If my husband left me the other day, is it legal for him to go and take everything just because he is upset?

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If my husband left me the other day, is it legal for him to go and take everything just because he is upset?

He took every penny we had and left. I have been at home with his 2 kids raising them, so I was not working. When he left I asked him to split our money. And he said it was all his money because he was the one working.

Asked on September 27, 2012 under Family Law, Texas

Answers:

B.H.F., Member, Texas State Bar / FreeAdvice Contributing Attorney

Answered 8 years ago | Contributor

Unfortunately, he can drain the bank account as long as his name is on the account and there is not a court order that says he cannot.  However, he is incorrect in saying that it is his money alone because he was the one working.  Any wages earned during the marriage are considered community property in Texas, as such you have just as much right and access to the funds.  If he hasn't scooped everything from savings/checking/ or the piggy bank-- then get together what you can and use it open up a checking account in your name only to restrict his access.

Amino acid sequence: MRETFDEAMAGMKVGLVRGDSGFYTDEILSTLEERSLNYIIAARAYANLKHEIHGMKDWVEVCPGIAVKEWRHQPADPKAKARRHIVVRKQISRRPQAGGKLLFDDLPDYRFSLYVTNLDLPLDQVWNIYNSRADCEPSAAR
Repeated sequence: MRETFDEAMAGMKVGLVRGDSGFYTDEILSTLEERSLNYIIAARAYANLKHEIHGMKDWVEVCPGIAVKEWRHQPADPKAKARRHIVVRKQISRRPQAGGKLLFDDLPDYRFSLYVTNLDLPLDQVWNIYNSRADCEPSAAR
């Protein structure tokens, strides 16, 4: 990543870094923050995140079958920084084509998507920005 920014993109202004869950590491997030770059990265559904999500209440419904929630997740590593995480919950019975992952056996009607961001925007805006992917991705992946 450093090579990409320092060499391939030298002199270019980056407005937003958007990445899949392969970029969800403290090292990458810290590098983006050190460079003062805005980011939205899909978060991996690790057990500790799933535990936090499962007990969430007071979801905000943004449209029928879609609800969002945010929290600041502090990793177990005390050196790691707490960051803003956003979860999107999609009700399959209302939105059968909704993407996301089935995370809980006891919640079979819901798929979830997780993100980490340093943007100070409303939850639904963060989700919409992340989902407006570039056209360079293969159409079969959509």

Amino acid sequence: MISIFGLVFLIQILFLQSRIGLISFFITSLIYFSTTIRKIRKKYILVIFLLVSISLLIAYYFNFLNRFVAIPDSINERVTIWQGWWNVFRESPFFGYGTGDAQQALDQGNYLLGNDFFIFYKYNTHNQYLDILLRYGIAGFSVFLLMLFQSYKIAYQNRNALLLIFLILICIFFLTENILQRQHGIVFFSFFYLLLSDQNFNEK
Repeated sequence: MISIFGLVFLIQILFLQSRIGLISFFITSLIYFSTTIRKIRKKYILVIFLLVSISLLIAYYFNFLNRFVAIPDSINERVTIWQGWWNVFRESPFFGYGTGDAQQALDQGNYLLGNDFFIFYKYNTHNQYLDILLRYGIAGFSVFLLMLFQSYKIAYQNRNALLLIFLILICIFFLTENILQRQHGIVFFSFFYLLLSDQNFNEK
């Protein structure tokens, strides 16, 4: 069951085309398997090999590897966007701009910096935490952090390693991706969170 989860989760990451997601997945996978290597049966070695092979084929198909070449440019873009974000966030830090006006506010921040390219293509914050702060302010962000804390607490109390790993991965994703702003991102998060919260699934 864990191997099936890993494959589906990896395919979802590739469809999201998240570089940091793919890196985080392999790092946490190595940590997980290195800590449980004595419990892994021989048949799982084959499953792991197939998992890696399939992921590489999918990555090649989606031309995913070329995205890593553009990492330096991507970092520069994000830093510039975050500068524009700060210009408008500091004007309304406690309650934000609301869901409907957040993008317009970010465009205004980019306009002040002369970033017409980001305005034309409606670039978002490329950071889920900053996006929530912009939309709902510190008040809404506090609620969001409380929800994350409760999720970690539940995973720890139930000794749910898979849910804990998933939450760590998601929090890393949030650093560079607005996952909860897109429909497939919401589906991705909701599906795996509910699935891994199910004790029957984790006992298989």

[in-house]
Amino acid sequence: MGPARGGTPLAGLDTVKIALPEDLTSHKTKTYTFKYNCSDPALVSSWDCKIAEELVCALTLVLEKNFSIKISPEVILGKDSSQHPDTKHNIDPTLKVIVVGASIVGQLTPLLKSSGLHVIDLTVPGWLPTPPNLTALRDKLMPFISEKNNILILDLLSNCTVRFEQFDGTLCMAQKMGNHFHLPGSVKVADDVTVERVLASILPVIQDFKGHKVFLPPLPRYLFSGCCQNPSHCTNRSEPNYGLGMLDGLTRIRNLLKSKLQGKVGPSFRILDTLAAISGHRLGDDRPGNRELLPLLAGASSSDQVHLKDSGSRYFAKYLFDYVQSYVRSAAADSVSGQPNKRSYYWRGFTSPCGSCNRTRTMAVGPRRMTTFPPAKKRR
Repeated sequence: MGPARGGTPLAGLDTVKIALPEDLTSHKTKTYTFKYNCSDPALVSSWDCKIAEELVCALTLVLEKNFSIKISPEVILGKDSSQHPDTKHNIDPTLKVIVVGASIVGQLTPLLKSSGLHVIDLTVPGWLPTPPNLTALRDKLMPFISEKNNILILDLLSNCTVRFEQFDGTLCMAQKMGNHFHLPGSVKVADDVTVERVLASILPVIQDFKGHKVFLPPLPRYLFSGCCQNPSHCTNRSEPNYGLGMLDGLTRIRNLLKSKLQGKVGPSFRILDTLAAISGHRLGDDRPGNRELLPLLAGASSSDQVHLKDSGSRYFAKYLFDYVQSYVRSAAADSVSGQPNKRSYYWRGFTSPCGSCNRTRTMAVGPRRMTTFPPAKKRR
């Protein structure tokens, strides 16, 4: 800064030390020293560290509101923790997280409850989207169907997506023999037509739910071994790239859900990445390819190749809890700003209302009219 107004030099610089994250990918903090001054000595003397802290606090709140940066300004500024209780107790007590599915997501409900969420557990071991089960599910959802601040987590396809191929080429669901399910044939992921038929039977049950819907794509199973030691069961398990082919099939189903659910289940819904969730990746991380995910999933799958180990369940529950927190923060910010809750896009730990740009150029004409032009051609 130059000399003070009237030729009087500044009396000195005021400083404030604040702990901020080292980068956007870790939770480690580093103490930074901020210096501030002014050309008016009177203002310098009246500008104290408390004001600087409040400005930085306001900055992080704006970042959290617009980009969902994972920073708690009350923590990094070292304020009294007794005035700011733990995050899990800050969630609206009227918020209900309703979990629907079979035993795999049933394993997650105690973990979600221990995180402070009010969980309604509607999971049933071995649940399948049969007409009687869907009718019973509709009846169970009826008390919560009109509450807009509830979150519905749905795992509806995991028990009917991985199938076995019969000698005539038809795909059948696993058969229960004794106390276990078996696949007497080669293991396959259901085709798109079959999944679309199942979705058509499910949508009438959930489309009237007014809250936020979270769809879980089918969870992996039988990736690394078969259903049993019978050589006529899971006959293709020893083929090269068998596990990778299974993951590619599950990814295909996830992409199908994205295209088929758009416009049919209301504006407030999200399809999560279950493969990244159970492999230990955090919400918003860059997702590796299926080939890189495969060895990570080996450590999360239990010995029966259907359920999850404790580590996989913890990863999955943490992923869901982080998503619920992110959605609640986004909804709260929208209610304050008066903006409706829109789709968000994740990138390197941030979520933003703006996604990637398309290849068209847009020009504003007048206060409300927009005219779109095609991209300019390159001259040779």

If he has already scooped everything out of the accounts, then you do what you can with what you have left.  If you have anything worth pawning, it is within your right to raise the funds you need to care for you and the children.  You also need to get with a legal aid organization to get a divorce going and file a motion for temporary orders.  Depending on your history you may qualify for marital support in addition to child support.  You can also ask the court to order him to return part of the funds that he took off with.  The district clerk in each county usually knows how to get in touch with the legal aid group for that area.  If you have any funds available, you may want to consider hiring an attorney-- if you can to get things moving just a bit quicker than the legal aid organization.  Many family law attorney's now accept payment plans which makes retaining an attorney easier than it used to be to hire an attorney.

It's hard to think divorce when you have no money and 2 kids to take care of.  Your third step should be contacting as many non-profit organizations or churches as possible to help you get back on your feet.  You can also contact the kids schools to see if they qualify for free or reduced lunches.  There are also several websites that actually specialize on living and entertaining kids on a reduced budget, like mommysavers.com.  When you visit with the legal aid group, they may also have a list of local organizations that can help with groceries, utilities, and rent.  It won't be easy, but the important thing is to keep focused on what's right for you and kids.  The rest will eventually work itself out. 


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